Posted on

jimson weed seeds dosage

It’s usually legal to grow Datura at home. Just be aware of the high risk of poisoning to pets and small children. Sometimes just handling the plant is enough to cause toxic effects. [18]

[18] Arnett, A. M. (1995). Jimson Weed (Datura stramonium) Poisoning. Clinical Toxicology Review, 18(3), 1-6.


Atropine, scopolamine, and hyoscyamine/daturine (the l-enantiomer of atropine) are the primary active constituents in all Datura species. As tropane alkaloids, they’re structurally related—each have a seven-membered tropane ring with an N-methylated nitrogen bridge, and a propionic acid chain substituted at R2 with an aromatic phenyl ring and R3 with a hydroxyl group OH-. The tropane ring and acid chain are connected at R3 and R1 via an oxygen atom. [3]

Treating an atropine or scopolamine overdose usually involves swallowing activated charcoal to delay the absorption of the alkaloids, as well as injecting physostigmine intravenously. Physostigmine is effectively an antidote to Datura, crossing the blood-brain barrier and agonizing the affected muscarinic acetylcholine receptors. Unfortunately, its activity is relatively short-lived and not suitable for people with heart problems. [18] [22]

[34] Furey, M. L., Drevets, W. C. (2006). Antidepressant Efficacy of the Antimuscarinic Drug Scopolamine: A Randomized, Placebo-Controlled Clinical Trial. Archives of General Psychiatry, 63(10), 1121-1129.

In traditional cultures, a great deal of experience with and detailed knowledge of datura was critical to minimize harm. [4] [5] Many fatal incidents result from modern users ingesting datura. For example, in the 1990s and 2000s, the United States media contained stories of adolescents and young adults dying or becoming seriously ill from intentionally ingesting datura. [6] [7] There are also several reports in the medical literature of deaths from D. stramonium and D. ferox intoxication. [8] [9] [10] Children are especially vulnerable to atropine poisoning and their prognosis is likely to be fatal. [11] [12]

There can be a 5:1 potency variation between plants and a given plant’s toxicity depends on its age, where it is growing, and the local weather conditions. This variation makes datura exceptionally hazardous as a drug and there is no way for the common man to accurately measure the dosage of any given plant. Datura has been used for centuries in some cultures as a poison because of the presence of these substances. [16] [17]

The safest way to prevent overdose is to grind the dried plant matter into an extremely fine and even powder so that the active chemicals within them are distributed evenly across itself. From here, one can slowly work their way up in extremely small increments until the correct dose for that particular plant is found.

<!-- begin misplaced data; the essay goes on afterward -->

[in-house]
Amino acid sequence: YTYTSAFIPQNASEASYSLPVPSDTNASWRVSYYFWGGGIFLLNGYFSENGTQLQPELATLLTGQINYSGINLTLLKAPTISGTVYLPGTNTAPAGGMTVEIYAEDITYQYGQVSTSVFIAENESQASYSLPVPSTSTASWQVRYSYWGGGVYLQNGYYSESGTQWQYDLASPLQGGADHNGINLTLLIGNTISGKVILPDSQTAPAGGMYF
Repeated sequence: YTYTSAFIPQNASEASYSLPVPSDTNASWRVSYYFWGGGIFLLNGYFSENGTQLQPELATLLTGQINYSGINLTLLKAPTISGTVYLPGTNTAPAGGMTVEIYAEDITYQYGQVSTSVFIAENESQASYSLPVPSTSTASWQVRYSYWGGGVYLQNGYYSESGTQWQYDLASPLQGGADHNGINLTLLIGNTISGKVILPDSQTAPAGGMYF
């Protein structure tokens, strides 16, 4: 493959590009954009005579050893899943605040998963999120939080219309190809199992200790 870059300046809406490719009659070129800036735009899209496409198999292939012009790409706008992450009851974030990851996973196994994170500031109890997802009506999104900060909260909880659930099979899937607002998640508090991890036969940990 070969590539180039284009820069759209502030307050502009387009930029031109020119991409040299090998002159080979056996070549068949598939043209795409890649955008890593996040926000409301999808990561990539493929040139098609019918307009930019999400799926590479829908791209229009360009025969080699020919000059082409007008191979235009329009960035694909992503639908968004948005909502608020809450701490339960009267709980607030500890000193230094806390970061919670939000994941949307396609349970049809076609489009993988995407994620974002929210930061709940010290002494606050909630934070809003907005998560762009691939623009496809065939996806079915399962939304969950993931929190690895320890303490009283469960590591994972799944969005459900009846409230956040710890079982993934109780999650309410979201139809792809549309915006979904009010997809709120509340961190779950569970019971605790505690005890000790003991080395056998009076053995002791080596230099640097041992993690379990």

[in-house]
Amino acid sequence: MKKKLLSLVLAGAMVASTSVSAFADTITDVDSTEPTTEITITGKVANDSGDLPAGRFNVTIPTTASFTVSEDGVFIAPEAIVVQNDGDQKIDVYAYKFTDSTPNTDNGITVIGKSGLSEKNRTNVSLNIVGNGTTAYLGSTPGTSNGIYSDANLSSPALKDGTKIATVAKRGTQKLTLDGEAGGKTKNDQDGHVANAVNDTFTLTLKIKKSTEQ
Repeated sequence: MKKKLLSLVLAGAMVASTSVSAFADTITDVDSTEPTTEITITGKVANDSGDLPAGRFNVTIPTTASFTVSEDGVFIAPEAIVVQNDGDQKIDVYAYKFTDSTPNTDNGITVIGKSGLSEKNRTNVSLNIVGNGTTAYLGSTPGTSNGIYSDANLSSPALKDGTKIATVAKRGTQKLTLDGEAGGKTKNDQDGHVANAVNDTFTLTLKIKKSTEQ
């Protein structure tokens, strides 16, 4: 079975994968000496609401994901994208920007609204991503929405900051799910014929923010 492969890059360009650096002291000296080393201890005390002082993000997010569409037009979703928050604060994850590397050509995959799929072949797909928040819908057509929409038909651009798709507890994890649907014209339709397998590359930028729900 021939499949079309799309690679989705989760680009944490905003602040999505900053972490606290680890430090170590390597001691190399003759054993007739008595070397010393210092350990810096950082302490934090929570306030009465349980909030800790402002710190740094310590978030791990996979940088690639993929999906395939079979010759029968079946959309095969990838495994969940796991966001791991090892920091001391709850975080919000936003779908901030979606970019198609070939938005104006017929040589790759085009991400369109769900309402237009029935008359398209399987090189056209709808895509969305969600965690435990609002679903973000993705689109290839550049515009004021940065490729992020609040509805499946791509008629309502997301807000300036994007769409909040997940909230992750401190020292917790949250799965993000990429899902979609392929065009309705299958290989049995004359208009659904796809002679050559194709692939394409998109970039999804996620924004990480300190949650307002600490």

After effects

Datura has been reported to cause psychosis and delirium at a significantly higher rate than other hallucinogens like LSD, ketamine, or DMT. There are a large number of experience reports online which describe states of psychotic delirium, amnesia, and other serious consequences after abusing the drug. In many cases, it has resulted in hospitalization and death.

In some parts of Europe and India, datura has been a popular poison for suicide and murder. From 1950 to 1965, the State Chemical Laboratories in Agra, India investigated 2,778 deaths caused by ingesting datura. [13] [14] [15]

Datura (also known as devil’s trumpet, moonflower, jimsonweed, devil’s weed, hell’s bells, thorn-apple, and many others) is a genus of nine species of poisonous flowering plants belonging to the family Solanaceae. Daturas are known as powerful and dangerous deliriants, used for shamanic and medical purposes, as well as poisons. They contain the potent anticholinergic substances scopolamine, hyoscyamine, and atropine primarily in their seeds and flowers. [1]

Anecdotal reports which describe the effects of this compound within our experience index include:

Simmat, G., Robert, R., Gil, R., and Lefevre, J. P. [Attempted suicide by ingestion of Datura stramonium seeds]. Presse Med. 10-29-1983;12(38):2399. View abstract.

Spina, S. P. and Taddei, A. Teenagers with Jimson weed (Datura stramonium) poisoning. CJEM. 2007;9(6):467-468. View abstract.

Fretz, R., Schmid, D., Brueller, W., Girsch, L., Pichler, A. M., Riediger, K., Safer, M., and Allerberger, F. Food poisoning due to Jimson weed mimicking Bacillus cereus food intoxication in Austria, 2006. Int J Infect.Dis. 2007;11(6):557-558. View abstract.


Diker, D., Markovitz, D., Rothman, M., and Sendovski, U. Coma as a presenting sign of Datura stramonium seed tea poisoning. Eur J Intern.Med. 2007;18(4):336-338. View abstract.

Rissech, Payret M. and Garcia, Tornel S. [Datura stramonium poisoning]. Med.Clin.(Barc.) 11-25-1979;73(9):397. View abstract.

Alebiowu, G., Femi-Oyewo, M. N., Elujoba, A. A., and Ojo, O. S. Toxicity studies on Datura metel L. with reference to official stramonium. J Herb.Pharmacother. 2007;7(1):1-12. View abstract.

Germond-Burquier, V., Narring, F., and Broers, B. [Intentional datura stramonium intoxication and circumstances of use in two adolescents]. Presse Med. 2008;37(6 Pt 1):982-985. View abstract.